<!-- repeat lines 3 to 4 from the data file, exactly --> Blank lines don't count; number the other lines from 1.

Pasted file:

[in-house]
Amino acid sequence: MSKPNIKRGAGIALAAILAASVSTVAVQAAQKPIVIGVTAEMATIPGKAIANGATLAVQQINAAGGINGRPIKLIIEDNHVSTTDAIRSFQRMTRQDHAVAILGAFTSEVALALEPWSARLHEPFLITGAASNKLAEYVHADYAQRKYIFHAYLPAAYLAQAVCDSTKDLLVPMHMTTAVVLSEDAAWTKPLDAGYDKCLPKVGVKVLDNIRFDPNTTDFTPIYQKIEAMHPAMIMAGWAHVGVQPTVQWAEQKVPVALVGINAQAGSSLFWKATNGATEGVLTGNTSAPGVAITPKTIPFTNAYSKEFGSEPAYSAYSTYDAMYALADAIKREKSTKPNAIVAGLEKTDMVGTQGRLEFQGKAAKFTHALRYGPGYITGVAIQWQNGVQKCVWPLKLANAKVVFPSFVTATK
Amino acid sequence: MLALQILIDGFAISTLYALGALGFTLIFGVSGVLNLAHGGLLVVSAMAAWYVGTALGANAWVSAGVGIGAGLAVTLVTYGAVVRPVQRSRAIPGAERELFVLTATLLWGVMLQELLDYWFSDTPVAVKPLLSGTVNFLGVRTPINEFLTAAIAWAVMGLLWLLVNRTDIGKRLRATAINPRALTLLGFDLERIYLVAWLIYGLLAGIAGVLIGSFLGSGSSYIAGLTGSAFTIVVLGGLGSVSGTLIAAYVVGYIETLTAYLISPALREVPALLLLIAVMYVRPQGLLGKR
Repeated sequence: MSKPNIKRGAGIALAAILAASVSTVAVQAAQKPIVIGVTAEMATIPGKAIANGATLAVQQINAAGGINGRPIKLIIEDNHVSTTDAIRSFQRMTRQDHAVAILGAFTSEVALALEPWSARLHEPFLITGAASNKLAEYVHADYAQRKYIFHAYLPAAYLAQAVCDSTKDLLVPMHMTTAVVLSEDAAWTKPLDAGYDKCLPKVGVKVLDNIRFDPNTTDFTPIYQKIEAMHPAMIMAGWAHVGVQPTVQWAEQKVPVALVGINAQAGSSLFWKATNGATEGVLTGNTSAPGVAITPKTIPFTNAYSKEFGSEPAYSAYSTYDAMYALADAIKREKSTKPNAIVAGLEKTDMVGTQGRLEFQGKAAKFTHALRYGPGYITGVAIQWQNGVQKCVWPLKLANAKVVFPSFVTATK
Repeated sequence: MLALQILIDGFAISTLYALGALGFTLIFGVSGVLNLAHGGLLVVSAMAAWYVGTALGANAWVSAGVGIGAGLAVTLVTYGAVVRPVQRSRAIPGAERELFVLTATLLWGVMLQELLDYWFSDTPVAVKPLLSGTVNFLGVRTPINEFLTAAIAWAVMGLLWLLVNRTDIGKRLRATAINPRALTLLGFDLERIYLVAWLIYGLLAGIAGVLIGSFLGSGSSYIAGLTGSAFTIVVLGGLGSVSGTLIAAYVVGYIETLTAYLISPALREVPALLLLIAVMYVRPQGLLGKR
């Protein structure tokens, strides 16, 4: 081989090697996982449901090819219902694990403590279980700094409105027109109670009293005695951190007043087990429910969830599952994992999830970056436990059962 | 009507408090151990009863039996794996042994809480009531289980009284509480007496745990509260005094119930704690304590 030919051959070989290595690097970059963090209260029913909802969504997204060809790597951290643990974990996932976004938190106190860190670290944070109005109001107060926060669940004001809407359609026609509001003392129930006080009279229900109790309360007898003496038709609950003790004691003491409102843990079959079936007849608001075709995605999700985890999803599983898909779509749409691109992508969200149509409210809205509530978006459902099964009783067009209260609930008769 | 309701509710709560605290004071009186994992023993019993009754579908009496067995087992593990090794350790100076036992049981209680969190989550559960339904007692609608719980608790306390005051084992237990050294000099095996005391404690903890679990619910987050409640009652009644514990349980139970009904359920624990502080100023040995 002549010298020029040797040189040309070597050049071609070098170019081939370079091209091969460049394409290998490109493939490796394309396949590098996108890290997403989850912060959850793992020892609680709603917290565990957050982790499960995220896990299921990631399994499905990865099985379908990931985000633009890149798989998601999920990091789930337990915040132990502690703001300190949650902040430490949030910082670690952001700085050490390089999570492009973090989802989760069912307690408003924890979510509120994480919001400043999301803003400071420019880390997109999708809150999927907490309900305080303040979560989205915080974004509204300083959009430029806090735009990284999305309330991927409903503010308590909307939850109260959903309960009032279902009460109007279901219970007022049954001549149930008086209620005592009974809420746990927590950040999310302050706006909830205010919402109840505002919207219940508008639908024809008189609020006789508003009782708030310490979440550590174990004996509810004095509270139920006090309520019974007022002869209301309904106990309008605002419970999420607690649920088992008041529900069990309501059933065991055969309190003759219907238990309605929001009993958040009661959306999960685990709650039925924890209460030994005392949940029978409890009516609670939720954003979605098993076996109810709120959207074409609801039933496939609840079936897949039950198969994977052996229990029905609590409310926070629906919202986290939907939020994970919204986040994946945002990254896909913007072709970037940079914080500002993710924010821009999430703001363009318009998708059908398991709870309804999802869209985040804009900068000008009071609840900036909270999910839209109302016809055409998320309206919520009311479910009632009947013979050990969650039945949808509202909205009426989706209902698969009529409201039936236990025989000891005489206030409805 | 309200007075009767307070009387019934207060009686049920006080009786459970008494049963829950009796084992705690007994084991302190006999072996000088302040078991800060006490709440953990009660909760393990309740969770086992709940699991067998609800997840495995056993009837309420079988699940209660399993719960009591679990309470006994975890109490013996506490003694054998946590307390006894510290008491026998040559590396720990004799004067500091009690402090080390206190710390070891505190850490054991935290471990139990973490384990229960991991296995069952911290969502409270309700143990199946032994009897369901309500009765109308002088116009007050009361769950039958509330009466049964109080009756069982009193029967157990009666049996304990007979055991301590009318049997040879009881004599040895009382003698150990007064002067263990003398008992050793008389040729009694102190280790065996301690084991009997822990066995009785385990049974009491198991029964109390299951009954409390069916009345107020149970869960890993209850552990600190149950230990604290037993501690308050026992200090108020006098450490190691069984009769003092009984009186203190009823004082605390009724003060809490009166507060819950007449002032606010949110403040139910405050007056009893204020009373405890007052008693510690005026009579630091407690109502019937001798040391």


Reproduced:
Amino acid sequence: MLALQILIDGFAISTLYALGALGFTLIFGVSGVLNLAHGGLLVVSAMAAWYVGTALGANAWVSAGVGIGAGLAVTLVTYGAVVRPVQRSRAIPGAERELFVLTATLLWGVMLQELLDYWFSDTPVAVKPLLSGTVNFLGVRTPINEFLTAAIAWAVMGLLWLLVNRTDIGKRLRATAINPRALTLLGFDLERIYLVAWLIYGLLAGIAGVLIGSFLGSGSSYIAGLTGSAFTIVVLGGLGSVSGTLIAAYVVGYIETLTAYLISPALREVPALLLLIAVMYVRPQGLLGKR
Repeated sequence: MSKPNIKRGAGIALAAILAASVSTVAVQAAQKPIVIGVTAEMATIPGKAIANGATLAVQQINAAGGINGRPIKLIIEDNHVSTTDAIRSFQRMTRQDHAVAILGAFTSEVALALEPWSARLHEPFLITGAASNKLAEYVHADYAQRKYIFHAYLPAAYLAQAVCDSTKDLLVPMHMTTAVVLSEDAAWTKPLDAGYDKCLPKVGVKVLDNIRFDPNTTDFTPIYQKIEAMHPAMIMAGWAHVGVQPTVQWAEQKVPVALVGINAQAGSSLFWKATNGATEGVLTGNTSAPGVAITPKTIPFTNAYSKEFGSEPAYSAYSTYDAMYALADAIKREKSTKPNAIVAGLEKTDMVGTQGRLEFQGKAAKFTHALRYGPGYITGVAIQWQNGVQKCVWPLKLANAKVVFPSFVTATK